Topklasse

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Topklasse
Country Netherlands
Confederation UEFA
Founded 2010
Divisions 2
Number of teams 32
Levels on pyramid 3
Promotion to Eerste Divisie (optional)
Relegation to Hoofdklasse
Domestic cup(s) KNVB Cup
Current champions Spakenburg
(2013–14)
Most championships IJsselmeervogels, Achilles '29, Katwijk and Spakenburg (1)
2014–15 Topklasse

Topklasse (Dutch pronunciation: [ˈtɔp.ˌklɑ.sə]) (English: Top Class) is the third tier of football in the Netherlands, which had its inaugural season in 2010–11. The league is placed between the Eerste Divisie and the Hoofdklasse, the second and fourth tiers of Dutch football, respectively.[1] The introduction of the Topklasse resulted from discussions between the Royal Dutch Football Association, the Coöperatie Eerste Divisie (the clubs in the Eerste Divisie) and the Centraal Overleg Hoofdklassers (the clubs in the Hoofdklasse).

Background[edit]

A national football competition in the Netherlands was established in 1956. Prior to that, the districts of the Dutch football association held their own competitions, and the champions of these competitions faced each other for the national title. The highest national division in the new league structure became the Eredivisie, followed by the Eerste Divisie and the Tweede Divisie. The Tweede Divisie was disbanded in 1971; six clubs were promoted to the Eerste Divisie (champions De Volewijckers along with FC Eindhoven, VVV, Fortuna Vlaardingen, PEC and Roda JC), while the remaining ten clubs became amateur clubs. The Eerste Divisie subsequently became the lowest league in professional football in the Netherlands

The amateur football clubs had a separate league system, the highest league of which was the Eerste Klasse (later: Hoofdklasse). There was no promotion and relegation between professional football and amateur football; a professional football club could only drop to the amateur leagues if its licence for professional football was revoked, while an amateur football club could only be promoted after application and meeting a number of criteria.

The calls for a Topklasse largely stemmed from the professionalization of amateur football clubs in the Netherlands in recent years, in the sense that many Hoofdklasse club players now receive a salary.[2] This has closed the gap between the top of the Hoofdklasse and the bottom of the Eerste Divisie. Chairman of the Dutch football association Henk Kesler had therefore repeatedly called for the creation of the Topklasse to establish promotion and relegation between professional and amateur football, creating a league pyramid akin to the English football league system.

The first plans for a Topklasse were rejected by the Eerste Divisie clubs in 1999.[3]

Confirmed structure[edit]

The new league structure was approved at an amateur clubs meeting on 6 June 2009.[4] The KNVB introduced the new level for the 2010–11 season, comprising 32 clubs. After the 2009–10 season, the bottom 2 teams in the Eerste Divisie, whose size was reduced from 20 to 18 clubs, and the top four clubs from each of the six Hoofdklasse divisions – a total of 26 clubs – automatically joined the new level. These clubs were joined by six playoff winners from a pool of 12 clubs that finished in 5th or 6th place in their group within the Hoofdklasse. The 32 clubs within the Topklasse were divided into two leagues comprising 16 clubs. One league is a "Saturday" league and the other a "Sunday" league. At the end of the season, both clubs that finish at the top of their division play each other. The winner of that tie is promoted to the Eerste Divisie, replacing the team that finishes 18th. If the winner refuses promotion or is ineligible for promotion, the runners-up are promoted. If both teams refuse promotion, no promotion and relegation takes place between the Eerste Divisie and Topklasse.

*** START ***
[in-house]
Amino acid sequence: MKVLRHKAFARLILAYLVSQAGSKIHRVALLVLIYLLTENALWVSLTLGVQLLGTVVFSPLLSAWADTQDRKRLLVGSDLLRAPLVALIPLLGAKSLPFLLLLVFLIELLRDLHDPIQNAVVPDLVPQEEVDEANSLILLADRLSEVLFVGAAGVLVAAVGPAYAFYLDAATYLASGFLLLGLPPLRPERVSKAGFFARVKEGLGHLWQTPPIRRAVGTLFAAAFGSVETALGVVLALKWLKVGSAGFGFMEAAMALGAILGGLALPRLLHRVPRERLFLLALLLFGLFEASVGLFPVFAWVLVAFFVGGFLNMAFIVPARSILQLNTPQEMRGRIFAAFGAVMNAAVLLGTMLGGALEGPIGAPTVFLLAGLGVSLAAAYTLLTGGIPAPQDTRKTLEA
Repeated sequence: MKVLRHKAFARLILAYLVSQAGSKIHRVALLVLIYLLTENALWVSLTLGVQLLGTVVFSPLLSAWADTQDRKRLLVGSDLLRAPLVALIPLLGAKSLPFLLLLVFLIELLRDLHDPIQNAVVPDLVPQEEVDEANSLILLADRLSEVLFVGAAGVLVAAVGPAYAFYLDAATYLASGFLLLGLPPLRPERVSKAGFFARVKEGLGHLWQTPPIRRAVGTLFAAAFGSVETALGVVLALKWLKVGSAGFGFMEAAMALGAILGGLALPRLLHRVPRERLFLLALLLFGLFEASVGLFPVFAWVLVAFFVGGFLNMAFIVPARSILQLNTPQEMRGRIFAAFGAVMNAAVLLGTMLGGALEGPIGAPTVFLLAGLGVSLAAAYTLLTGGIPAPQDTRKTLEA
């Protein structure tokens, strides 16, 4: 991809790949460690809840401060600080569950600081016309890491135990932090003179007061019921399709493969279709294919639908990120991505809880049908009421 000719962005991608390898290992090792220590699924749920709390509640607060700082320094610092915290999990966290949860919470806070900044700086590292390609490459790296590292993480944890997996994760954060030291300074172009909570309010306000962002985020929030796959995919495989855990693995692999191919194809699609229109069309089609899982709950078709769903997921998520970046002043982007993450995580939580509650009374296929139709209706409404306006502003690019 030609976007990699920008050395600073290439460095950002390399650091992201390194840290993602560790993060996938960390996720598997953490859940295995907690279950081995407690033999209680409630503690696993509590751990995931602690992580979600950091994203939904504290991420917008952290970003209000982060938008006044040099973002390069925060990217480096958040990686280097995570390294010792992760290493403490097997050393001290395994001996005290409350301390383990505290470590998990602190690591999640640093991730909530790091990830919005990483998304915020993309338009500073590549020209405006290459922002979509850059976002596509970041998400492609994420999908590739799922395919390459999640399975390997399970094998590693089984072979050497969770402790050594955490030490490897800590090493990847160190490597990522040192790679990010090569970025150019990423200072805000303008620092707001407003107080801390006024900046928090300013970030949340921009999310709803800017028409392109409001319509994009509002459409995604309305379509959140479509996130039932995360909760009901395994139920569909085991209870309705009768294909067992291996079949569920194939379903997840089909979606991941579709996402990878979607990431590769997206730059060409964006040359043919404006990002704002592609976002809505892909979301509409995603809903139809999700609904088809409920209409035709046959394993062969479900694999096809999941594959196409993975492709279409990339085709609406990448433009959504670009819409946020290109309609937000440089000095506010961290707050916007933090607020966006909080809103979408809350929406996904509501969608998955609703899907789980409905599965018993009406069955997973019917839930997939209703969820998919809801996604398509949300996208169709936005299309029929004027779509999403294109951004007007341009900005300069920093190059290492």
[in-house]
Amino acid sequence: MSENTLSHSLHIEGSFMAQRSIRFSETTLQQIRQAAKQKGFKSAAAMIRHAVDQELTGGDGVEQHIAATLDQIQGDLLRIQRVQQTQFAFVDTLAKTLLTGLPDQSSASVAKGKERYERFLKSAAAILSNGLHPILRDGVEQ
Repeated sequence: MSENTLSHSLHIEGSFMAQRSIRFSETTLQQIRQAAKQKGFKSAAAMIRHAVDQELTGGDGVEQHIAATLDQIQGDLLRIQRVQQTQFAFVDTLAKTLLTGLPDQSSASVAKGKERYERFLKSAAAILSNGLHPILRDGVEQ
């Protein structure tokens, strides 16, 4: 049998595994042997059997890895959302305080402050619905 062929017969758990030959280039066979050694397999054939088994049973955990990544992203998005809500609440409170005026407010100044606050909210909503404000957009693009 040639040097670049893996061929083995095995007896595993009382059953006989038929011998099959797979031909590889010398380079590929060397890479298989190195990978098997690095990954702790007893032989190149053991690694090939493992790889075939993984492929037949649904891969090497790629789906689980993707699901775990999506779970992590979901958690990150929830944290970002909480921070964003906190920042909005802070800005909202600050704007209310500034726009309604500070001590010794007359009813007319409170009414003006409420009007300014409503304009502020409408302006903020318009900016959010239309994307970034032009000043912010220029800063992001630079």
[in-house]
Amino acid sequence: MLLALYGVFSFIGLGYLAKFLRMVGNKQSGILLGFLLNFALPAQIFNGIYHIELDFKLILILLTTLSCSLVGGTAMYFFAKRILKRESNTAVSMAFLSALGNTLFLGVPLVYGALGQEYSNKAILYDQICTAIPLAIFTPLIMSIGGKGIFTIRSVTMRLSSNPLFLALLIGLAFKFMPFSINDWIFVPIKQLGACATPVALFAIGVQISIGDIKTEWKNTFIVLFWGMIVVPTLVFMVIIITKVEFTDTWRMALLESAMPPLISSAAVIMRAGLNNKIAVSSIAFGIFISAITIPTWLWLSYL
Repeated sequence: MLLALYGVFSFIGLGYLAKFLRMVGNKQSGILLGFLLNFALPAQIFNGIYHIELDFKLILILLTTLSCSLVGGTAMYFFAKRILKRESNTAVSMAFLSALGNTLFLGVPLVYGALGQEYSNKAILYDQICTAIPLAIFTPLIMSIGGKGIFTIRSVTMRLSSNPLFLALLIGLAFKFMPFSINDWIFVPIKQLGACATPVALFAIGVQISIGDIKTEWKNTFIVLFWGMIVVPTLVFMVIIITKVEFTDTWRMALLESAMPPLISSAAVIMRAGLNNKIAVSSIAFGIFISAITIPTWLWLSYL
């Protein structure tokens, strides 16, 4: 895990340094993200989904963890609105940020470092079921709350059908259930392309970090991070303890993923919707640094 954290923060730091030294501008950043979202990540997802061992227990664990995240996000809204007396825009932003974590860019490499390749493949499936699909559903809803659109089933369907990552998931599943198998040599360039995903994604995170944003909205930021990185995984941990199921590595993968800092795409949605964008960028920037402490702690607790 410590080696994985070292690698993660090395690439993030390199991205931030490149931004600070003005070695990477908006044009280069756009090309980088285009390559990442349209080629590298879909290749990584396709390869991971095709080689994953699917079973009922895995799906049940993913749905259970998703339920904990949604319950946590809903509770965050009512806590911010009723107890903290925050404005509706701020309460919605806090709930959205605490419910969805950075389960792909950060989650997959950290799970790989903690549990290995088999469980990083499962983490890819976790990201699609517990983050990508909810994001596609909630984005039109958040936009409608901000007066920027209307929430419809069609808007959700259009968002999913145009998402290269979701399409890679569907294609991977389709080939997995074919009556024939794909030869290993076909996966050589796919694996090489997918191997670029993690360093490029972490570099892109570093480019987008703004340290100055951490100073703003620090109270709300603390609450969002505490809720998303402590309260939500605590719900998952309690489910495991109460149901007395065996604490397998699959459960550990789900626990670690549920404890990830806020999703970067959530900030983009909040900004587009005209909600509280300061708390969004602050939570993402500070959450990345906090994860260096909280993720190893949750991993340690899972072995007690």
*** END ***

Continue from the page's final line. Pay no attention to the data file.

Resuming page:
In January 2010, the exclusion of bankrupt HFC Haarlem from the Eerste Divisie reduced the number of scheduled relegations to one only, and led the federation to announce that this vacancy would be filled by an additional Hoofdklasse club. On May 12, 2010 it was announced that BV Veendam had declared bankruptcy, possibly giving (otherwise relegated) FC Oss a chance to stay in the Eerste Divisie, with the extra slot filled by another Hoofdklasse club. Veendam's bankruptcy was then reversed on appeal, thus confirming FC Oss' relegation into the Topklasse.

Perception among amateur clubs[edit]

IJsselmeervogels, one of the most successful amateur football clubs in the Netherlands, was a strong opponent of the plans; chief Arian van de Vuurst has stated that "professional football does not fit in with our culture."[2] Because of these objections, promotion to the Eerste Divisie is not mandatory for the champion of the Topklasse.

Champions[edit]

Season Saturday champions Sunday champions Overall champions Promotion
2010–11 IJsselmeervogels FC Oss IJsselmeervogels FC Oss
2011–12 Spakenburg Achilles '29 Achilles '29 None
2012–13 Katwijk Achilles '29 Katwijk Achilles '29
2013–14 Spakenburg AFC Spakenburg None
2014–15

References[edit]

  1. ^ "KNVB will topklasse in amateurvoetbal" (in Dutch). Voetbalprimeur.nl. 2007-06-09. Retrieved 2007-11-15. 
  2. ^ a b Robert Missèt (2007-06-18). "‘Kesler heeft geen idee wat amateurvoetbal inhoudt’" (in Dutch). de Volkskrant. p. 17. Retrieved 2012-06-09. 
  3. ^ Erik Oudshoorn (1999-06-01). "Clubs eerste divisie dwarsbomen Topklasse" (in Dutch). NRC Handelsblad. p. 11. Retrieved 2007-11-15. 
  4. ^ http://voetbalzone.nl/doc.asp?uid=80053

External links[edit]